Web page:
During the performance of the annual sacrifice, when the spirits come one after another into the shaman, the latter asks the question: takam'i takaraku? — «do you recognize?» — which greatly abbreviates the performance, if the assistant can guess at once. When the assistant cannot guess, the shaman gives a hint by naming the row (faidan), and the assistant usually enumerates, one after another, the spirits, till he reaches the introduced spirit. Therefore the shamans like to have assistants experienced in the work. Usually ta jar'i knows by heart all the ritualistic recitals of spirits and the whole ritual. Some forms of shamanizing, as will be shown, may require several assistants, so that «leading assistants», as opposed to ordinary ones, are distinguished.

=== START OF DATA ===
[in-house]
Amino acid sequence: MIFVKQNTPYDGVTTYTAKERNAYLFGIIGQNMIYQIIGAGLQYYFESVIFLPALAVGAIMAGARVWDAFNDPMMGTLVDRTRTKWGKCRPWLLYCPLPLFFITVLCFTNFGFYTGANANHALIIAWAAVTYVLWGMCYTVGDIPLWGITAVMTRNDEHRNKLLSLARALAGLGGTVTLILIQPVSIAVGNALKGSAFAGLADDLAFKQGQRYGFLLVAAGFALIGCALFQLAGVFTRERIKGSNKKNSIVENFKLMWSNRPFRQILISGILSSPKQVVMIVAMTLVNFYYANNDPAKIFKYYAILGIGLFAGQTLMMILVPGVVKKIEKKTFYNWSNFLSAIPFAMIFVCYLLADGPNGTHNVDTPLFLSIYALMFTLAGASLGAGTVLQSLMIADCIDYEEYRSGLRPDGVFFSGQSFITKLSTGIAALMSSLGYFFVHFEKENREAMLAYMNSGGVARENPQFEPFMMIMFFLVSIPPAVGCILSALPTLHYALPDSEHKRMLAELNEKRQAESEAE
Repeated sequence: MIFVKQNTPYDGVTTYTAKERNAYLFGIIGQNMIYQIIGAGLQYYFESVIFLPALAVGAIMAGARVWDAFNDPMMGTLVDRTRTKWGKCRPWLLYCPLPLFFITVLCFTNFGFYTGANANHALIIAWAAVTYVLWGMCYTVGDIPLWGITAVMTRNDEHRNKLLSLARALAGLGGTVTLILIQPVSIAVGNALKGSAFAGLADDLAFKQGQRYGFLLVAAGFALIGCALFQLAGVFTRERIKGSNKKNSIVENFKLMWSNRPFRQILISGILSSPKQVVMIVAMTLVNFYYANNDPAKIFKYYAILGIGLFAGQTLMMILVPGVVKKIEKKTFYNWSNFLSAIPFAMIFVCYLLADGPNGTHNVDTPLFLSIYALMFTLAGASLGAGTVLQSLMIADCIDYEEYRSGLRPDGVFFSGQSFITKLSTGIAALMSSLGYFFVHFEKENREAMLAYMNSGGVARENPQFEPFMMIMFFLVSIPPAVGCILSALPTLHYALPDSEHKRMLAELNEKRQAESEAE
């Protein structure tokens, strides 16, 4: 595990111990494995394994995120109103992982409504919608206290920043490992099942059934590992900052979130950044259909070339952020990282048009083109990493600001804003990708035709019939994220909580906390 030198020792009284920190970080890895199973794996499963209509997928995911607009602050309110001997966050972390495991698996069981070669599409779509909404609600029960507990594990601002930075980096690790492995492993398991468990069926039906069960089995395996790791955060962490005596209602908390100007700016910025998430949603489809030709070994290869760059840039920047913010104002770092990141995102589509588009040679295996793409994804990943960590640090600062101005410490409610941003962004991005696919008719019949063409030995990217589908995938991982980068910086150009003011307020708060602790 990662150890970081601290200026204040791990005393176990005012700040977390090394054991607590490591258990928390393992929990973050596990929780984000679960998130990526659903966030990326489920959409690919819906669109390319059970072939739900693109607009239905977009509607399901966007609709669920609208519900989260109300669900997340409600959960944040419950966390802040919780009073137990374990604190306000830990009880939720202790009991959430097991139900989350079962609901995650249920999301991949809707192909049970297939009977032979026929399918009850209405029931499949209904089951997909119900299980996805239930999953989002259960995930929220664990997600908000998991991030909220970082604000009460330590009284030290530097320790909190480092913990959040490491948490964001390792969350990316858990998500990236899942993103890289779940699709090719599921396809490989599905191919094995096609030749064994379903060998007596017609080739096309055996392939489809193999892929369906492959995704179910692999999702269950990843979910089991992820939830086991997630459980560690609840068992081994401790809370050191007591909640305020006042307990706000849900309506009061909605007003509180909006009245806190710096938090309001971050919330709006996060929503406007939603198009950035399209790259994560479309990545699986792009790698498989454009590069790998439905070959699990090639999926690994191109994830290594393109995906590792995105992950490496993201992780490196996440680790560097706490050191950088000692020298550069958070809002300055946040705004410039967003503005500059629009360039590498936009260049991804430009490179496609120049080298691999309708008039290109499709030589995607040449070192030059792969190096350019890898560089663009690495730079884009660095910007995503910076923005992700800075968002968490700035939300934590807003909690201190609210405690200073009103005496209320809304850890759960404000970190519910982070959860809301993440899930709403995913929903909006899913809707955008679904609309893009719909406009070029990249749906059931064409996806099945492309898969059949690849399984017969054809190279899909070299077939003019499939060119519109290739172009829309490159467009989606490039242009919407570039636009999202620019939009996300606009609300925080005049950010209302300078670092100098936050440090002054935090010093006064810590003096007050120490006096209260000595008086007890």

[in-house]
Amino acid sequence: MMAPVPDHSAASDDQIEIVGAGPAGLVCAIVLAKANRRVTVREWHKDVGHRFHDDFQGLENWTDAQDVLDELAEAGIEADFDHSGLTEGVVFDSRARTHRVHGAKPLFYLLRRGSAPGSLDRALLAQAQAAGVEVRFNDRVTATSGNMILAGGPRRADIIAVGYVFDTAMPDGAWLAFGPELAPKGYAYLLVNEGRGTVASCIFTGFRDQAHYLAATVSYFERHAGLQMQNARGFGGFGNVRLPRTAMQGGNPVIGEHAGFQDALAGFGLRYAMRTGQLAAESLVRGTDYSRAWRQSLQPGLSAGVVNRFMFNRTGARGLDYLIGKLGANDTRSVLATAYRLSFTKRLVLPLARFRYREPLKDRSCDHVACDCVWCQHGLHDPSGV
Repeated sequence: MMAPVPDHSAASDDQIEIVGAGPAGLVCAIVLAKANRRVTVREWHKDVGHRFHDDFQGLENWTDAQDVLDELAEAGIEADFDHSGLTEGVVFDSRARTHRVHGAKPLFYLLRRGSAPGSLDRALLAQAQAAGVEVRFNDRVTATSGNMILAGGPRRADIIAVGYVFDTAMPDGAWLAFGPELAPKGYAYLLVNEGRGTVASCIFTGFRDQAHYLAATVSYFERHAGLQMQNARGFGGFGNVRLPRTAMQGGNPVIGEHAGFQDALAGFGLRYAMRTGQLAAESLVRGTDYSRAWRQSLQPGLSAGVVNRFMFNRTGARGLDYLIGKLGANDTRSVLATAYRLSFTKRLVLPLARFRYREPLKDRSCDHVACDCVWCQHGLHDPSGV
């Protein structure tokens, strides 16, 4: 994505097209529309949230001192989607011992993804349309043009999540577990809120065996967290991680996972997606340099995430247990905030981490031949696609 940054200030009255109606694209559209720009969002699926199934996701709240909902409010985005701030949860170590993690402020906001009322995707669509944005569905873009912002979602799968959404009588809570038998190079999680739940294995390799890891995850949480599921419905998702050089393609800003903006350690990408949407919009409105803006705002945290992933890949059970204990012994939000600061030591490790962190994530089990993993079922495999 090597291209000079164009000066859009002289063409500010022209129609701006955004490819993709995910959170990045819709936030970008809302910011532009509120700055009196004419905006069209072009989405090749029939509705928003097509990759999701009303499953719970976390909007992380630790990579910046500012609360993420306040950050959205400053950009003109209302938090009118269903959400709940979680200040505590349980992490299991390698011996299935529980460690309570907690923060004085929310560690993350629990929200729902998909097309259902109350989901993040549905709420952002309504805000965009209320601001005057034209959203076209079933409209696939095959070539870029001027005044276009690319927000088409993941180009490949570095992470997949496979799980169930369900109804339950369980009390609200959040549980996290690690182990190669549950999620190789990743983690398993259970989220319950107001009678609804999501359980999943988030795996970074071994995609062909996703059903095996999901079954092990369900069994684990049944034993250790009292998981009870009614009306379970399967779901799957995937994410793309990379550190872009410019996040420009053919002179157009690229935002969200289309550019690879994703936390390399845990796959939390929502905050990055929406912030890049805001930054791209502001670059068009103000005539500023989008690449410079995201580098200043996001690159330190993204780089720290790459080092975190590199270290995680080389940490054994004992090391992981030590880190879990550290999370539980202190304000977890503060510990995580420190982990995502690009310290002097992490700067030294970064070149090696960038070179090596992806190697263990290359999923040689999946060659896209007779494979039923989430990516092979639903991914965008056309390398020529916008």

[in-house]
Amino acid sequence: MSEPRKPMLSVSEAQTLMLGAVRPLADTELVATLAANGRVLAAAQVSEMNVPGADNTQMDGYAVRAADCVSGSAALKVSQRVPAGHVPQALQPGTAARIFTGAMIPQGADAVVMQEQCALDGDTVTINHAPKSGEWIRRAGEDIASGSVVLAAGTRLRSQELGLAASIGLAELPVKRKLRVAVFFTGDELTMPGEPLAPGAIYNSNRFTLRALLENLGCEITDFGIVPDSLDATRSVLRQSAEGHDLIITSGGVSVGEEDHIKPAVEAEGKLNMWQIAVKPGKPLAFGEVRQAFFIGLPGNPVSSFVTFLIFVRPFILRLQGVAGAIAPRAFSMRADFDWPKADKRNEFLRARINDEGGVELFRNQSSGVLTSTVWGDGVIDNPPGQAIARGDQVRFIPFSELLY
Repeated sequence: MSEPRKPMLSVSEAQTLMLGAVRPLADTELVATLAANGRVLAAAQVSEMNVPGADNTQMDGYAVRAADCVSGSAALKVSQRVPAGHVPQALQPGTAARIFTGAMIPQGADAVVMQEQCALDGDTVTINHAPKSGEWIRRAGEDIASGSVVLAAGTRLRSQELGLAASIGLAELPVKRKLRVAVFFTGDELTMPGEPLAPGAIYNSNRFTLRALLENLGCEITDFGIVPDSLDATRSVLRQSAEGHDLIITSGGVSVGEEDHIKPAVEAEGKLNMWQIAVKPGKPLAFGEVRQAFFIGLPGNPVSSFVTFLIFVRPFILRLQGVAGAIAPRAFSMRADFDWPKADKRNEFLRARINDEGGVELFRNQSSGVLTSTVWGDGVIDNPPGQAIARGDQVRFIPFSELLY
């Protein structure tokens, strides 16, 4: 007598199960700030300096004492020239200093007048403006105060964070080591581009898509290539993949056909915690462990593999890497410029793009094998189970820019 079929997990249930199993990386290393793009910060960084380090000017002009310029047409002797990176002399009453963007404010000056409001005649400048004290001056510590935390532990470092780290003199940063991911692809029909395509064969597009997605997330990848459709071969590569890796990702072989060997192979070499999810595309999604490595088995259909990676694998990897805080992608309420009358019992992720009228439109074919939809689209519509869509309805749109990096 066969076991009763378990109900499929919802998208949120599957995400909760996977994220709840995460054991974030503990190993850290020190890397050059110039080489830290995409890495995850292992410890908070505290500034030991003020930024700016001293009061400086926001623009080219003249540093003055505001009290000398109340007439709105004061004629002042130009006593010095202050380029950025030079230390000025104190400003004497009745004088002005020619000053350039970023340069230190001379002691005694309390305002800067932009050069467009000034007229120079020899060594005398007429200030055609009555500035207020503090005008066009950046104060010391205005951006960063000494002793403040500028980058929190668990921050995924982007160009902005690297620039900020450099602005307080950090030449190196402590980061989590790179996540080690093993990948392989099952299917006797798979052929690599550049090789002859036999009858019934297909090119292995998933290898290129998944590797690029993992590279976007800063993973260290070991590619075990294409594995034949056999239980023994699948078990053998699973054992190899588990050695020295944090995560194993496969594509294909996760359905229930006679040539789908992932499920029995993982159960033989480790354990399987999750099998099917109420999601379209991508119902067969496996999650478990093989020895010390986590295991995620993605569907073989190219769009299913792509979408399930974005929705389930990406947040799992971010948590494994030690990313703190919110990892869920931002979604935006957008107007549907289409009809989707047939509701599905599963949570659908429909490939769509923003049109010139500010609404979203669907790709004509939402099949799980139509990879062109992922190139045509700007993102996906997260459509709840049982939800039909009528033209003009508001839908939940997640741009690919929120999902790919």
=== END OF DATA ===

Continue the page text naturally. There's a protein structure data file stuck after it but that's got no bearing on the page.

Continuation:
Any one may become assistant to a shaman: a man, a woman, a young or elderly person. However, among the Manchus, a woman does not perform the functions of an assistant. The shaman may have one and the same assistant, or he may have several assistants, or no assistant at all. The function of the assistant may as well be carried out by persons incidentally present [626]. Generally speaking assistants are not persons of fixed and definite social standing, but at the same time if there are several assistants, one of them may be preferred by the shaman. Such an assistant may thus assume a special social function, whence a special social position will distinguish him, or her. As a special characteristic of the assistants it should be noted that almost as a rule, they are not inclined to become themselves shamans. One of the reasons is perhaps that the assistant must not allow himself to be overcome by extasy, but must carefully follow the shaman, to observe and, when needed, to come to his assistance. There is a special selection of persons who are not susceptible to extasy, but who understand the essentials of the performance. If besides the performing shaman, there were another shaman, the latter might perform the duties of an assistant. As will be shown, the old shaman who is «teaching» a young one, may perform the duties of assistant too. As a matter of fact, in his first performances the new shaman is usually assisted by experienced shamans.